On the trail once again, we were soon reminded that this is an unforgiving land. The remains of an overturned truck lay beside the trail, evidence of the plight of a hapless traveler along our route. It served to remind us that here we must be completely self-sufficient. Vehicle problems, sickness, or even injury would have dire consequences. There was no 911. No one to help in case of a problem.
We all accepted the risk and, crazy us, eagerly advanced.
Driving became a challenge. Deep sand, trackless desert, and lava flows filled with rocks sharp enough to puncture a tire in an instant—forced everyone to assist with the identification of hazards.
Still, there were humorous surprises. A lone ostrich, startled by our rapid approach, fled. I jumped out of the vehicle and snapped a shot as the disturbed bird left behind a dust cloud beneath its running feet.
We sped past a tall bush where a Secretary bird hid. It stood about three-feet tall. The two other vehicles were ahead so we were unable to stop and photograph this odd foul. But the memory of the bird remains a favorite image of mine.
A strata volcano of the Erta Ale group loomed large before us. On the other side of this dormant volcano our objective waited. We had to continue through the desert in order to reach our base camp, which was still some twenty miles away. The air temperature continued to rise well above ninety.
We crossed another lava flow and our caravan stopped. We were introduced to our first live volcanic feature on the expedition.
To left is a picture of a fumarole—steam vent—and the largest I have ever seen. It measures about four feet across and the opening descends down into the earth hundreds of feet. While taking the temperature of the upper portion of the feature, I discovered that the heat rising from below was 145 degrees Fahrenheit. Somewhere deep below our feet active magma flowed. How deep? It was impossible to tell.
Our next stop was another very remote Afar village. Here we talked to the local chief in order to obtain his permission to climb Erta Ale. The air temperature approached 100 degrees. We were escorted into a small hut to get out of the blazing sun.
Beauty From Afar
The local children, curious about these visitors to their village, came into our hut, and chatted nervously. Much to our surprise, one little girl spoke to me in English and wanted to know my name. I told her, but was unable to understand her response. I assumed it was her name.
She was curious about the hand lens around my neck, so I showed her how it magnified the pores of her hand. She appeared fascinated and wanted to see other ‘wonders’. I showed her my compass and attempted to explain how it pointed north. I don’t think she understood, but she remained interested.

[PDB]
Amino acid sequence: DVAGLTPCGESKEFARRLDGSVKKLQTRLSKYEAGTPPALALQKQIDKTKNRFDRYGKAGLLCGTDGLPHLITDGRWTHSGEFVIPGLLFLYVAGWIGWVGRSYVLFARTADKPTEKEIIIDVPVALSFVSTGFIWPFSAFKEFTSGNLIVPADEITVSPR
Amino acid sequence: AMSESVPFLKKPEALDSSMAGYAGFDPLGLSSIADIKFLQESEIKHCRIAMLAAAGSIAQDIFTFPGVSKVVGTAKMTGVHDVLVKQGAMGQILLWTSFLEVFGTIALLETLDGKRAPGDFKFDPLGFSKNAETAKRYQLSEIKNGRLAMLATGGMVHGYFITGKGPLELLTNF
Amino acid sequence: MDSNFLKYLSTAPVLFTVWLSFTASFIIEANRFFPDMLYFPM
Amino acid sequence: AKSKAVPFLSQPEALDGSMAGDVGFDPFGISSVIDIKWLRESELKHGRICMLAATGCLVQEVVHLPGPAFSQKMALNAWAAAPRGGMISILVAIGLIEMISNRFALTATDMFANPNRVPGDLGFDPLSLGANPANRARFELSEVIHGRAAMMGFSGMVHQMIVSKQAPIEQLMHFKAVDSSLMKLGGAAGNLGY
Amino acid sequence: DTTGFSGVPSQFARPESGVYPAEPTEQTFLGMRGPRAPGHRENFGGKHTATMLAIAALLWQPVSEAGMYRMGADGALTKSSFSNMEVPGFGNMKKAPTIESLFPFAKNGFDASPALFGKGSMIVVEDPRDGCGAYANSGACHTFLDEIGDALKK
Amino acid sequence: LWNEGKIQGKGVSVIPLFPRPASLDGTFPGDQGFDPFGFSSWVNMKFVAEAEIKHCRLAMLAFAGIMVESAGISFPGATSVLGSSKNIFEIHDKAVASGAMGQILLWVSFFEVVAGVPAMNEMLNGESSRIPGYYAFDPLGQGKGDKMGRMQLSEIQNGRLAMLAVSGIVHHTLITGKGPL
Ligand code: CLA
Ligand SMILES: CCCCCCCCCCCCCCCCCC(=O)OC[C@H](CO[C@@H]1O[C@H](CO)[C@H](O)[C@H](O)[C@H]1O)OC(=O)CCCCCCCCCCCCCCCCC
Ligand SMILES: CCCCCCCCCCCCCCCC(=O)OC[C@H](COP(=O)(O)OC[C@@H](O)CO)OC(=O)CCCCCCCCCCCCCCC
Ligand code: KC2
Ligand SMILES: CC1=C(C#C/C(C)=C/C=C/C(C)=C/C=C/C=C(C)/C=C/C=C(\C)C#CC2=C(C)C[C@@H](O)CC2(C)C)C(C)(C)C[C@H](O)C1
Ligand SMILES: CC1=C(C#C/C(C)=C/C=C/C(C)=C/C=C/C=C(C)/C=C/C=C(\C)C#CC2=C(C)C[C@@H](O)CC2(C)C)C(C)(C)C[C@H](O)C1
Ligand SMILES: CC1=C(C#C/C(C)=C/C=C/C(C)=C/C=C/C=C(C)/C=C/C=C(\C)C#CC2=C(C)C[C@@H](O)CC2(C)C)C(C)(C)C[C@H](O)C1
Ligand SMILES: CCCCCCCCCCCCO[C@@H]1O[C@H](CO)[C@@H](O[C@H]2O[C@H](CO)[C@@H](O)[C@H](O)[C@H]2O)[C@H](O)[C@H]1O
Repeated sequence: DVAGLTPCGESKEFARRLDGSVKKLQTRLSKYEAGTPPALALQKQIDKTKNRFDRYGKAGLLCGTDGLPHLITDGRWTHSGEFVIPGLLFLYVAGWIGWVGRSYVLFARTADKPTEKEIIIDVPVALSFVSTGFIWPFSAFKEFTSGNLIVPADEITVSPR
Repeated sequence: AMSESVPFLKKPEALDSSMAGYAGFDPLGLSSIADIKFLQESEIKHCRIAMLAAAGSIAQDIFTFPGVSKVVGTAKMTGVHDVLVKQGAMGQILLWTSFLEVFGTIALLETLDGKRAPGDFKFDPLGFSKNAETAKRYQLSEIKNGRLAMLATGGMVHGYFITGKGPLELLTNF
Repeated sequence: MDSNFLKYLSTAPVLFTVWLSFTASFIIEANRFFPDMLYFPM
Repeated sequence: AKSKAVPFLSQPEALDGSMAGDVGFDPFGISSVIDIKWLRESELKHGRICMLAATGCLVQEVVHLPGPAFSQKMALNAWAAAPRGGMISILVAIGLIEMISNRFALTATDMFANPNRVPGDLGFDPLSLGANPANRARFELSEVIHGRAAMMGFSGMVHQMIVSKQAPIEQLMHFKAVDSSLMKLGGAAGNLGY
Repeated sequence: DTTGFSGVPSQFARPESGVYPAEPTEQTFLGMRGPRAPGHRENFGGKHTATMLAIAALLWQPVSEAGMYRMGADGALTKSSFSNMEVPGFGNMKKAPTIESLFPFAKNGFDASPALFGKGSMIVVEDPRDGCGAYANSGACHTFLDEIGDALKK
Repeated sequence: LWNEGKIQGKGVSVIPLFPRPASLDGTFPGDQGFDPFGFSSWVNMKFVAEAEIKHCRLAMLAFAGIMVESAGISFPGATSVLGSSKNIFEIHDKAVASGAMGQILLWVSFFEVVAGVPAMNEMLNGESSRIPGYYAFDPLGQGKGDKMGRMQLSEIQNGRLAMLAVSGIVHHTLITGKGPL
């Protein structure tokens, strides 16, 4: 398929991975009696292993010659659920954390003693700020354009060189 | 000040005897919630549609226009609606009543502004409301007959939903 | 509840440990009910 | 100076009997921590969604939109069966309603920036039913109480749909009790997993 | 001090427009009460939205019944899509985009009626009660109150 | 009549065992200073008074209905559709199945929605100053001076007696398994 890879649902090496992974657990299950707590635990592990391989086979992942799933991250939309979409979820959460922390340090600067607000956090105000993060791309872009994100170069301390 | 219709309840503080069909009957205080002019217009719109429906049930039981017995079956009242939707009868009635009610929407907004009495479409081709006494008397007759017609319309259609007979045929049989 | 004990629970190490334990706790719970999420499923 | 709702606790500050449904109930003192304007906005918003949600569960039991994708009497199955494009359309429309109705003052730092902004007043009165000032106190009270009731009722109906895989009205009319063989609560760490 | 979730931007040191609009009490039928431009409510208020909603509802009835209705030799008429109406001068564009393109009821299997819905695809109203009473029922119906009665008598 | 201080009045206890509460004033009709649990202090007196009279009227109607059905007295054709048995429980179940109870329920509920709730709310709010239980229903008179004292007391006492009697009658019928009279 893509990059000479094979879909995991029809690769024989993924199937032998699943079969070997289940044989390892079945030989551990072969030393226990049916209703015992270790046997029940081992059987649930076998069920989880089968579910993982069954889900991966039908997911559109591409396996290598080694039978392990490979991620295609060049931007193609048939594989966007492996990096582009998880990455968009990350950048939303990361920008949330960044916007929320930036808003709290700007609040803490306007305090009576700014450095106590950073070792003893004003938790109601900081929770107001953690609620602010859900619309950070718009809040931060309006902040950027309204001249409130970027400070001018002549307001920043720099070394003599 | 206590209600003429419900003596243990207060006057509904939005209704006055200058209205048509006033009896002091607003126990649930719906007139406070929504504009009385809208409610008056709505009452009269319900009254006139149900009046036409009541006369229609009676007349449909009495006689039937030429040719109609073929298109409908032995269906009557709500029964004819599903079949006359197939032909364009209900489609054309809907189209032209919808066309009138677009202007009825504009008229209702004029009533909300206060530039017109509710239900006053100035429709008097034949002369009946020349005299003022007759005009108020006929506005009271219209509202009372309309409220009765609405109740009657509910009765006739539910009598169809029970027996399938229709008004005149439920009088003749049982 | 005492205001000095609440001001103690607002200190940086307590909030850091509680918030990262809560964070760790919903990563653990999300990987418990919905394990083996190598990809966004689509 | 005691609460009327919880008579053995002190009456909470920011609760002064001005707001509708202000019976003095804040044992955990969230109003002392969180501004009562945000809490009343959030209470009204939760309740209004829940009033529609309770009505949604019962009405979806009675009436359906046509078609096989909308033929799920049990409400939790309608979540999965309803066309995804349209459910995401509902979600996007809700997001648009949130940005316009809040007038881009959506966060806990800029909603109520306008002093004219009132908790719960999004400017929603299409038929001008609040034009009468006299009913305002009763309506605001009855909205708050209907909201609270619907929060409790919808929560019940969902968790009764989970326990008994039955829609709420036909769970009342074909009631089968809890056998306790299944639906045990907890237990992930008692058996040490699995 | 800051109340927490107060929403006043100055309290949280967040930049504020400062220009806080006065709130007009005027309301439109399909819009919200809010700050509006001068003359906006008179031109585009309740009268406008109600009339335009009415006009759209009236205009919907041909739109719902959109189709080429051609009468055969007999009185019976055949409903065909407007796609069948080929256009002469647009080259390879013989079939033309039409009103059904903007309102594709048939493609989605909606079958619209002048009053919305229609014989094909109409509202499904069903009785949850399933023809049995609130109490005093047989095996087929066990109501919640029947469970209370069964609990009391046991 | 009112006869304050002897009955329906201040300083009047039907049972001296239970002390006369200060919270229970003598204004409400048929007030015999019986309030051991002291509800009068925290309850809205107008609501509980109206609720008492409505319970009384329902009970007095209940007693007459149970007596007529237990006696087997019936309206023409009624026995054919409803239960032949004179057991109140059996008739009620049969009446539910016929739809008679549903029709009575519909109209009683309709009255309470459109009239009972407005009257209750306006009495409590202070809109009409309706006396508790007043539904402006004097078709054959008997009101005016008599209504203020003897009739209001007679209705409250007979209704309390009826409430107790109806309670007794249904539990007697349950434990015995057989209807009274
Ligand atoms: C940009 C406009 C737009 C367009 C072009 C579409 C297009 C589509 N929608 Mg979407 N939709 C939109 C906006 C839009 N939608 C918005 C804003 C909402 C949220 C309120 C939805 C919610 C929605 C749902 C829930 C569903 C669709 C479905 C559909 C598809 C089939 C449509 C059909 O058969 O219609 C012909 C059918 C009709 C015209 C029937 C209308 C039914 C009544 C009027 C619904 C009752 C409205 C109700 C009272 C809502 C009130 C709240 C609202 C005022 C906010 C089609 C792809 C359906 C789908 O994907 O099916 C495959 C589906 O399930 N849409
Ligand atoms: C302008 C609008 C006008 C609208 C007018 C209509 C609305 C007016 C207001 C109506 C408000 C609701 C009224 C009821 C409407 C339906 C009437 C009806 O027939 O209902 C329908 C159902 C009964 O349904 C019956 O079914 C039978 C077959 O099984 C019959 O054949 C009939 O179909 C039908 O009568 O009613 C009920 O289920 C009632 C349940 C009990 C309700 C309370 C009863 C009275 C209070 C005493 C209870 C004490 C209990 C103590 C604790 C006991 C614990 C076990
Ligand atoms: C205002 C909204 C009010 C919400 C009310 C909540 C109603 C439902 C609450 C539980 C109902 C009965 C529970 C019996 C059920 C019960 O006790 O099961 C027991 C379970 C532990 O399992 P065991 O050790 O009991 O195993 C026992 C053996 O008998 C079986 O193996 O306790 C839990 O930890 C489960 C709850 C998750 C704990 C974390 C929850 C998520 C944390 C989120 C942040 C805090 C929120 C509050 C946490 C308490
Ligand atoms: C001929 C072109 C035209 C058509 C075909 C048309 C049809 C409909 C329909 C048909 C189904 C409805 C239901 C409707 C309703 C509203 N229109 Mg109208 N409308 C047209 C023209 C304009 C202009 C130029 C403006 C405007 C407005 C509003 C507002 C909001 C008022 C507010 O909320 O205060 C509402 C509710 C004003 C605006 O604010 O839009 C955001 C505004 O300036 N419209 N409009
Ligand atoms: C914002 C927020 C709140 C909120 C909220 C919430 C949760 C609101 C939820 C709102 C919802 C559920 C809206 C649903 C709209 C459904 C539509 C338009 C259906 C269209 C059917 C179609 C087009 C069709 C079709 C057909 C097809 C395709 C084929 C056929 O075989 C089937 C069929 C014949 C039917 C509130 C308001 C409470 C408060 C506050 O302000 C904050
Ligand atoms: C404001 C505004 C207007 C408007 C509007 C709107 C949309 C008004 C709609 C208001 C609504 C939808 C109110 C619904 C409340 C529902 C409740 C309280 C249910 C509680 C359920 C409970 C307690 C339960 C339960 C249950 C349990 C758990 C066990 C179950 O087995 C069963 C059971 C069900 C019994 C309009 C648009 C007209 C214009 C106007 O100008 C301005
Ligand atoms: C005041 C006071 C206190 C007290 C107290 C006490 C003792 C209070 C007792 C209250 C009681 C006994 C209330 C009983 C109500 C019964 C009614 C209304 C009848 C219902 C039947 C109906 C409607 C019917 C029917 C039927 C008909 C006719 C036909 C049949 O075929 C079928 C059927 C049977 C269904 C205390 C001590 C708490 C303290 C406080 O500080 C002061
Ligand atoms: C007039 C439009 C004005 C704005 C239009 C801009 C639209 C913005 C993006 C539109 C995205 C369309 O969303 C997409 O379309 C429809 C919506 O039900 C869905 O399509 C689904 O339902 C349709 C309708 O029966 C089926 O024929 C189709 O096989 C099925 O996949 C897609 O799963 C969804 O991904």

The people of the Afar are the most handsome I have ever seen. Their facial features are nothing short of beautiful. This is considerably different from the other people we had seen outside the region.
What was it about this area that created such beauty, I wondered. I don’t know the answer. Unfortunately, taking pictures of the people was not recommended. They believe that photos steal a person’s soul. For this reason I did not photograph these amazing people. Yet, I will forever remember their beautiful faces.
We left the Afar village and traveled another two hours with a village guide and guard. The guard was armed with an aging Russian Kalashnikov machine gun. The chief provided us with the guide, guard, and gun. These additions to our expedition continued with us for the next week at Erta Ale and Dallol.
Our first glimpse of base camp was a sampling of the lifestyle to which we would soon become accustomed. Huts made of lava topped by a roof of wood and grass became our homes. It was like a page out of King Solomon’s Mines. No running water. No power. No toilets. No trappings of civilization. This was existence living.
This site was actually an Ethiopian Special Forces camp located here due to the close proximity of the Eritrean border. The two countries don’t have good relations!
The air temperature made the ascent up Erta Ale in the daytime impossible. We planned to start the ascent just after sunset. We understood we would climb in the dark for the majority of the four to five hours as we hiked to the summit. We knew this would not be easy.
While we waited for the night, we unpacked the vehicles and carefully selected the items we would carry and those we would load onto camels. As it turned out, I should have loaded more onto camels and lessened my load—a mistake I soon deeply regretted!